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    Re: Side error is not a real error
    From: Antoine Couëtte
    Date: 2021 Sep 28, 11:48 -0700

    Dear Herman,

    In reply to your query, I prefer a LOW Altitude star because if I can see directly both the star and the horizon in the ocular (remember, the sextant height index is very close to zero), it is easy to set the sextant "quite vertical" because you can then see "everybody" in your ocular :

    (1) - The star directly,

    (2) - The horizon directly, and

    (3) - The star via dual mirror reflections. And also

    (4) - The horizon via dual mirror reflections, but this one is harder to see and anyway no need for it.

    Maintaining your sextant exactly vertical is paramount here, otherwise you are ruining your IE observation.

    Starting with both images side by side and sextant approximately vertical, just swing your sextant and see how "fast" both star images start showing up at appreciably different altitudes. If both images are 1 minute apart, if you are off vertical by 1° - with the horizon in sight and some practice you can easily keep your sextant vertical by 2° or better - your height error is 1 arc Minute x sin 1° which is quite negligible (0.02'). But with no Horizon direct view - i.e. observing a "high" star - if your side error is 5' and you are off vertical by 5° (which indeed may easily happen: in case of ship's movement, your local accelerations especially on big ships will skew your inner ear system), then your error exceeds 0.4' which is starting to become just average for an IE calibration.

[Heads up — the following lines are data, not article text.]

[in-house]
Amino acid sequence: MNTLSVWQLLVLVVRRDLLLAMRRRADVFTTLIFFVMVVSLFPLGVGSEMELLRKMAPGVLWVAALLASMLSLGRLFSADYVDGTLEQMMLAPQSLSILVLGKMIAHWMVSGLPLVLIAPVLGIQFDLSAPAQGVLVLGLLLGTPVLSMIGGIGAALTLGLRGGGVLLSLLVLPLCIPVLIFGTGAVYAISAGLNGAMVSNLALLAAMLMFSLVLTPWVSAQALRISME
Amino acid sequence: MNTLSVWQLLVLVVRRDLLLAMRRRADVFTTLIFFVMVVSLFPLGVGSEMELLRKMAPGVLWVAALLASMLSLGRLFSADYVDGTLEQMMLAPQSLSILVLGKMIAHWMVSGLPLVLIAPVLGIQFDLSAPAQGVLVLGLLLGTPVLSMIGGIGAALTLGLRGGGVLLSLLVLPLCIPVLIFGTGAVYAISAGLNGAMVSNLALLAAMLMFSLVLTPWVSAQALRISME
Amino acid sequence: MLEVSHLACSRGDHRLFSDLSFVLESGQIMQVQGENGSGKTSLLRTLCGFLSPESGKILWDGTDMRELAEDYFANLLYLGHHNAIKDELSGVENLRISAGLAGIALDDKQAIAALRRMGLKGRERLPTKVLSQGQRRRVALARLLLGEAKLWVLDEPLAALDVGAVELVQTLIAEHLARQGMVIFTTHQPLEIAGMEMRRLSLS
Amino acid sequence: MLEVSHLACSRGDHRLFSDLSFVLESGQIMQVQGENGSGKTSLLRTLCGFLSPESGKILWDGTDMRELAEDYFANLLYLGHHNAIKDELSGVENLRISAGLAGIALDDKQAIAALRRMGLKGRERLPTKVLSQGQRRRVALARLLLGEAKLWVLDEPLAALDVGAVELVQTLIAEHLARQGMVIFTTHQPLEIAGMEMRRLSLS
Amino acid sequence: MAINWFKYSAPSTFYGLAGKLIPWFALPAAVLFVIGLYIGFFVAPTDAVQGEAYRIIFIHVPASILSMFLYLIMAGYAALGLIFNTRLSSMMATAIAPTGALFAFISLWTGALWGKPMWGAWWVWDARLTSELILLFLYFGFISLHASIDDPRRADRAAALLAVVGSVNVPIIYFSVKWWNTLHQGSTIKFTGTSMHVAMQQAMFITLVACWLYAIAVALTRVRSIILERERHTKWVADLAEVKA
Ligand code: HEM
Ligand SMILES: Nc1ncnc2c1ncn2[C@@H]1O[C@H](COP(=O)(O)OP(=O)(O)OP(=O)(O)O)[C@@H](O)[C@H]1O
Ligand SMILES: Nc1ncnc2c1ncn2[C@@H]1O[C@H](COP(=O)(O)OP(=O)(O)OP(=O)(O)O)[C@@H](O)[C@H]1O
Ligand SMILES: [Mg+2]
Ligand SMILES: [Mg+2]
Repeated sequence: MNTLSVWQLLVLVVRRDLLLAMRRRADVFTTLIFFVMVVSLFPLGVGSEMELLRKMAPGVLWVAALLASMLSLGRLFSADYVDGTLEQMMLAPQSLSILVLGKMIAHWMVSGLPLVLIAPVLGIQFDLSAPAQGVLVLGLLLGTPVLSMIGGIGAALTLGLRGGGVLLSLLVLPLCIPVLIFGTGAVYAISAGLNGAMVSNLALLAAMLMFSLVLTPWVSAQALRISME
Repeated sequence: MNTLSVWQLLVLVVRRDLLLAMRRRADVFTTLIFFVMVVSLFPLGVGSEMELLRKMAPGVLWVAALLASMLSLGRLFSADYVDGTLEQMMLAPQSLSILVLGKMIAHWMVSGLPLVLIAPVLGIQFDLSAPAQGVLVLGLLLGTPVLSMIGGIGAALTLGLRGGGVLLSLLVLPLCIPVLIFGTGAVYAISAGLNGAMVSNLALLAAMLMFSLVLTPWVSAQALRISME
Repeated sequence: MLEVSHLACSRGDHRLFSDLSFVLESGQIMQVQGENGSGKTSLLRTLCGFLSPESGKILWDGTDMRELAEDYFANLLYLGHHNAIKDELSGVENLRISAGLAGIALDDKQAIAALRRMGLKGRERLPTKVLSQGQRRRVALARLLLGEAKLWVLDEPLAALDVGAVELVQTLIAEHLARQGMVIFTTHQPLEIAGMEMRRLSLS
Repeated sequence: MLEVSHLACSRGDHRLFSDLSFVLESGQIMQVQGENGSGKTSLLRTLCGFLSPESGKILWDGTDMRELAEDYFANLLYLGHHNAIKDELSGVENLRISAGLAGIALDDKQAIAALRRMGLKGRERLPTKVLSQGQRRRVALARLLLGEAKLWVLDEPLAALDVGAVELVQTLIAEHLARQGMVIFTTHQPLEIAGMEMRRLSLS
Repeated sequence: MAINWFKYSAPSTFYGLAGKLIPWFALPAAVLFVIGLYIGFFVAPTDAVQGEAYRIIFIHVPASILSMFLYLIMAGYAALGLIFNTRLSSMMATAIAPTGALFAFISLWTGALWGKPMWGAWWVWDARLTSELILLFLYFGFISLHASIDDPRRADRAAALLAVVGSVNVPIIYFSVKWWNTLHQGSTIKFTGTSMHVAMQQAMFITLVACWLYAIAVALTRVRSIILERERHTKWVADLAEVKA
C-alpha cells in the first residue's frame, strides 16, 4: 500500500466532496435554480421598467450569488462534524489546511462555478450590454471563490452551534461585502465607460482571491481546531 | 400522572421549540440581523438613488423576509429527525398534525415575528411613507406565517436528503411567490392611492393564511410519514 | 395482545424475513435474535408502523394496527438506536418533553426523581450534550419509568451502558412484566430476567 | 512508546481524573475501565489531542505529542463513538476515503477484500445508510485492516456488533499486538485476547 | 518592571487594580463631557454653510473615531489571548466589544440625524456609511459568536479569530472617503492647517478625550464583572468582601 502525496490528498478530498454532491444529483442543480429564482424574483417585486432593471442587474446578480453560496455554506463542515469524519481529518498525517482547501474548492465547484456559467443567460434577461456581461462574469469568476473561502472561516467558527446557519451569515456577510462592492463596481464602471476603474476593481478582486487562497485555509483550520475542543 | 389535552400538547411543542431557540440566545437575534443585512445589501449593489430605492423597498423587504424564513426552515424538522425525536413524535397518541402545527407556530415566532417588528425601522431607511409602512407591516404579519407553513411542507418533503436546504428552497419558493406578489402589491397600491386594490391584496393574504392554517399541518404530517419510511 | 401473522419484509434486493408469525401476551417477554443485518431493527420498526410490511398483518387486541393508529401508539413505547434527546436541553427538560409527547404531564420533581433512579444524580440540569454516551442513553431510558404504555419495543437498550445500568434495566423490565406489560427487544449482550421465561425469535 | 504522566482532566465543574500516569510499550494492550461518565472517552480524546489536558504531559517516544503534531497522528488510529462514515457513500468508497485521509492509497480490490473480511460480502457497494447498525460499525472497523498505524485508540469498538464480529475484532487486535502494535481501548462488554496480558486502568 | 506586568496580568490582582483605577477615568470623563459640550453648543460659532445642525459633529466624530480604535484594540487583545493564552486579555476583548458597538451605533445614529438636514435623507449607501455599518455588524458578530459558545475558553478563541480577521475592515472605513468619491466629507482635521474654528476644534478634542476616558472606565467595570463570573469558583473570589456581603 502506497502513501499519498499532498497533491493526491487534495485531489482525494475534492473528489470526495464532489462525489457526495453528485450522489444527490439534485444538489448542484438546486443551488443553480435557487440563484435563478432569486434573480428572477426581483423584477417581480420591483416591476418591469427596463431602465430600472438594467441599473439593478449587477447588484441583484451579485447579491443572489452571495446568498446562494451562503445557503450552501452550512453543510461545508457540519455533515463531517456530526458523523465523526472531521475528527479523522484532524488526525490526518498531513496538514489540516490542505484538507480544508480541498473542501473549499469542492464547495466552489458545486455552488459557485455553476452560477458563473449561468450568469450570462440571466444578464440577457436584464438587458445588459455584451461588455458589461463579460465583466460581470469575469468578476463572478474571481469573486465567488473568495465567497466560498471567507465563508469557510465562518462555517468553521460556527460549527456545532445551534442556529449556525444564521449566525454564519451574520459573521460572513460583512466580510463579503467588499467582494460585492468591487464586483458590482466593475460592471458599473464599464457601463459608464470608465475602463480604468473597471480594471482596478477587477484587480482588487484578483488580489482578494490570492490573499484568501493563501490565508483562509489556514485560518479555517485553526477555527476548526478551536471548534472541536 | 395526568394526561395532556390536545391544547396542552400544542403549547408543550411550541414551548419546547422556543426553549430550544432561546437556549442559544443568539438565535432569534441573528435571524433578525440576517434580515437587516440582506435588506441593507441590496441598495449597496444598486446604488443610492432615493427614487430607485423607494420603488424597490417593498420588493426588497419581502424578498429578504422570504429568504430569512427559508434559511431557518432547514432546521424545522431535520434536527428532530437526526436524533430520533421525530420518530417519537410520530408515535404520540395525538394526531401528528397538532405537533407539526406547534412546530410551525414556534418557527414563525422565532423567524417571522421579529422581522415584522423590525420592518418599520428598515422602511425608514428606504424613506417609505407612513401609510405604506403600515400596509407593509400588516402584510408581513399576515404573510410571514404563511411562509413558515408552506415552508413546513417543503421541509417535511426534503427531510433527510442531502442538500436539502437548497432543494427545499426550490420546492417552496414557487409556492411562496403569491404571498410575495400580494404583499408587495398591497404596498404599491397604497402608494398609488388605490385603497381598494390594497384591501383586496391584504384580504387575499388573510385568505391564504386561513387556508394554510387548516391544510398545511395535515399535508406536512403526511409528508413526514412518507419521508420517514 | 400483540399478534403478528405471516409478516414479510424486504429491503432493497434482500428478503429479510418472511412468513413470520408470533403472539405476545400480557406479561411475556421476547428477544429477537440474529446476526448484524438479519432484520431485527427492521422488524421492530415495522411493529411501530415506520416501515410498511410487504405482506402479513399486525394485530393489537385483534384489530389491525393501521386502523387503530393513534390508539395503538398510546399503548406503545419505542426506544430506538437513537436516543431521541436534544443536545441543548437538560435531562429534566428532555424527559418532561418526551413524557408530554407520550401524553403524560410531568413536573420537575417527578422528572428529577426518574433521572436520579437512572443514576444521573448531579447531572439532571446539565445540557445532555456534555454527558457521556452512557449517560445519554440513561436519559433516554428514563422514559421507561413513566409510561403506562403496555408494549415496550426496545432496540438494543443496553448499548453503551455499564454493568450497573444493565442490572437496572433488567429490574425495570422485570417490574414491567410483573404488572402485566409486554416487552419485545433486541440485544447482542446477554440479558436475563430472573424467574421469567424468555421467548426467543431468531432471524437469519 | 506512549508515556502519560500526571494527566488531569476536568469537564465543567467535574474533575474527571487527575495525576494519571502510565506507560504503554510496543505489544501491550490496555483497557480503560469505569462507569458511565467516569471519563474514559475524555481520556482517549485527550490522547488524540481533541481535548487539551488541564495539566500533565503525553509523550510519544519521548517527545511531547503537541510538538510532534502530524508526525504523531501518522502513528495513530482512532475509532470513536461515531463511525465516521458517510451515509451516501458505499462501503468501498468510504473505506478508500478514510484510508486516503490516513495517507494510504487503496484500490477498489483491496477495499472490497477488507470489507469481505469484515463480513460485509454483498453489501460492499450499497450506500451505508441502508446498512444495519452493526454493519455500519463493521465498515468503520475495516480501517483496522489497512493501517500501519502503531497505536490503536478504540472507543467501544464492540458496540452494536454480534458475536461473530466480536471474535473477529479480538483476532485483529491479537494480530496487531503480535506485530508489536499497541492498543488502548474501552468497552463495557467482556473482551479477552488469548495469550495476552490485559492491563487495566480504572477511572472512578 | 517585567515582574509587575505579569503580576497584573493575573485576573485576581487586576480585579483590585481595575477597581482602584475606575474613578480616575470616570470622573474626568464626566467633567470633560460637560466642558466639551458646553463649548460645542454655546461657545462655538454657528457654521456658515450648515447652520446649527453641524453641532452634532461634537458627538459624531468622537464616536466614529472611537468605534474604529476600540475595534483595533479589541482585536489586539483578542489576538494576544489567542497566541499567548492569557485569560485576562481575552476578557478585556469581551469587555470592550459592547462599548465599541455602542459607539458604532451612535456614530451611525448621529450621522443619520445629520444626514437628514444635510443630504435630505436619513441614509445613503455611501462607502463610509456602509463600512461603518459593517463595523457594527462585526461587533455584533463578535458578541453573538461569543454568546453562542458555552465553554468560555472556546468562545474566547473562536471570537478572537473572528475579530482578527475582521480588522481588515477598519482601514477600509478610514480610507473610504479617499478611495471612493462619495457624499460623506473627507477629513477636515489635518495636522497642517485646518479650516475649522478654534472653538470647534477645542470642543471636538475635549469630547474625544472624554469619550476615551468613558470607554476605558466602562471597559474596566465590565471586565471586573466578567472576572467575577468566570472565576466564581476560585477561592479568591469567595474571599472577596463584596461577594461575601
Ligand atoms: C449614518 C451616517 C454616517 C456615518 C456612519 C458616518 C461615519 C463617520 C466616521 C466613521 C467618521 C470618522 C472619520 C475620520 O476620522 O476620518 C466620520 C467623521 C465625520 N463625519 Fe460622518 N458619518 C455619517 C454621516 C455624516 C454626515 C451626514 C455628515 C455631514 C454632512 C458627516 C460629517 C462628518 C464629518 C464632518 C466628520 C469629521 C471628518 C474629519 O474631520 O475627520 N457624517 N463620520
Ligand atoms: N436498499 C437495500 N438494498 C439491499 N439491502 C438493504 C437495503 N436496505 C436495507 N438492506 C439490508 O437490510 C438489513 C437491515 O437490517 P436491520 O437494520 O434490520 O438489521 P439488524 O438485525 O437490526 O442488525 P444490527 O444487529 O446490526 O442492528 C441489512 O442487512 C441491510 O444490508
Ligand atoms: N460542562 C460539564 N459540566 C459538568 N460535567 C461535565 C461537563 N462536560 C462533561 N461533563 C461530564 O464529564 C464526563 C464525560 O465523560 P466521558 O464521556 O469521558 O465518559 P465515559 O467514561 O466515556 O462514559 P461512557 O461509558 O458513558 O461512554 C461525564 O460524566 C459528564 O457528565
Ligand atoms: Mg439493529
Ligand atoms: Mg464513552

And with little practice you will feel very confident about your IE calibrations off Low Alt Stars. You can consistently get quite solid and reliable IE's from Low alt stars even with appreciable side errors. As regards the Sun, and in the case of appreciable side errors, your IE calibrations quickly become rather unreliable because both Sun's do not hit "head on" but "sideways" instead. Sun observations may also be degraded by the use of the shades, which is not the case for the stars since you do not need the shades then.

    Also, instead of Jupiter, use Saturn (as soon as it shows up: preset your sextant altitude) which should be quite manageable now even at N52° because unlike Antares it is further away from the Sun. And I trust - but have not verified - that you should be able to directly see Saturn as well as the direct horizon from where you are.

    Hope it helps,

    Best Navigational Regards,


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